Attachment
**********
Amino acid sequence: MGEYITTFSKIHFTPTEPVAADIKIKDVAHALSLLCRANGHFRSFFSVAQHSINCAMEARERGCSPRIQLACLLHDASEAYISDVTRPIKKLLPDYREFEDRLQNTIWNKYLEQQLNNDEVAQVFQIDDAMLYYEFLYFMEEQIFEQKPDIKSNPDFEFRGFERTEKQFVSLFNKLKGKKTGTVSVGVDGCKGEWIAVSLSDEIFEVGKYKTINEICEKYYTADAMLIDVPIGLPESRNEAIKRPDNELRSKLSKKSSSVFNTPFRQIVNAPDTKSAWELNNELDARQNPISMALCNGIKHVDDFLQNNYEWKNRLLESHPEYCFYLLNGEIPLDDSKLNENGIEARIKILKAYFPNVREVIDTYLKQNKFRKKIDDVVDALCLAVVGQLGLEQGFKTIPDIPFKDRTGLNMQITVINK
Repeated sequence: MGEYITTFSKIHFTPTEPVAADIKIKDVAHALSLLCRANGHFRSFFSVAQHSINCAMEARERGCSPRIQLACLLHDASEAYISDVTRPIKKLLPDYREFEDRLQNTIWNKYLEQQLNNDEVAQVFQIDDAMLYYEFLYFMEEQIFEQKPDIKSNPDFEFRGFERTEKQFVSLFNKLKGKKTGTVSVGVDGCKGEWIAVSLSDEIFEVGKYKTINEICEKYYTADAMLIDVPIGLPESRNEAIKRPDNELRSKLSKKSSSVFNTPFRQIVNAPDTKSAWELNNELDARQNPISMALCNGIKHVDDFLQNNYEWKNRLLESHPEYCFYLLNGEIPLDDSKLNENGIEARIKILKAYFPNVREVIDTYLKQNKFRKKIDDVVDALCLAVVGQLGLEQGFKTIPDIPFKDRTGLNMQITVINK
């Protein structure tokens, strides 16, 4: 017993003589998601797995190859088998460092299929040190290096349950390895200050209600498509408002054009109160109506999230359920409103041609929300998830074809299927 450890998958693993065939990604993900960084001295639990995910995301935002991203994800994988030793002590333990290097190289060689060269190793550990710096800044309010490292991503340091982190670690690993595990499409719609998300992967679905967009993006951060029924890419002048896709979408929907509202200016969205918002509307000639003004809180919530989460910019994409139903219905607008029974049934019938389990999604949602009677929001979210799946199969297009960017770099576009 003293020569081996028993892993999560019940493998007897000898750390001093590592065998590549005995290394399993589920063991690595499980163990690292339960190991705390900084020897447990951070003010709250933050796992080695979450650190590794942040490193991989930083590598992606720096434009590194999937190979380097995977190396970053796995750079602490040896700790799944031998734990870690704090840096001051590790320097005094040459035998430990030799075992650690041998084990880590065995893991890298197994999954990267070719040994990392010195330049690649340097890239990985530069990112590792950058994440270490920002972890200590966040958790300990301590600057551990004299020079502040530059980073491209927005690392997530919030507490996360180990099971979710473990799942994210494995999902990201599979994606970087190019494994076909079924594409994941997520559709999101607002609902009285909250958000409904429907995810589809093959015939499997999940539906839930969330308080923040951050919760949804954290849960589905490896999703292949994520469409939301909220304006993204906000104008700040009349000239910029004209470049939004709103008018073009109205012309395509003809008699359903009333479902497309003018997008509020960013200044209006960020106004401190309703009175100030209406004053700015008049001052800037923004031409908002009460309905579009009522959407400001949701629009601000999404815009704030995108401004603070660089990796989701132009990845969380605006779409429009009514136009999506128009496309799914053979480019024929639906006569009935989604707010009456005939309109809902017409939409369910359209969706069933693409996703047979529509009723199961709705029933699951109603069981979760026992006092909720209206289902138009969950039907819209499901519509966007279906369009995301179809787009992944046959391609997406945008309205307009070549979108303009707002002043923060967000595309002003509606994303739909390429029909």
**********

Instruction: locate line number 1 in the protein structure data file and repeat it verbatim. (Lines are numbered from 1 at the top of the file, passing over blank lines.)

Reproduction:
Amino acid sequence: MGEYITTFSKIHFTPTEPVAADIKIKDVAHALSLLCRANGHFRSFFSVAQHSINCAMEARERGCSPRIQLACLLHDASEAYISDVTRPIKKLLPDYREFEDRLQNTIWNKYLEQQLNNDEVAQVFQIDDAMLYYEFLYFMEEQIFEQKPDIKSNPDFEFRGFERTEKQFVSLFNKLKGKKTGTVSVGVDGCKGEWIAVSLSDEIFEVGKYKTINEICEKYYTADAMLIDVPIGLPESRNEAIKRPDNELRSKLSKKSSSVFNTPFRQIVNAPDTKSAWELNNELDARQNPISMALCNGIKHVDDFLQNNYEWKNRLLESHPEYCFYLLNGEIPLDDSKLNENGIEARIKILKAYFPNVREVIDTYLKQNKFRKKIDDVVDALCLAVVGQLGLEQGFKTIPDIPFKDRTGLNMQITVINK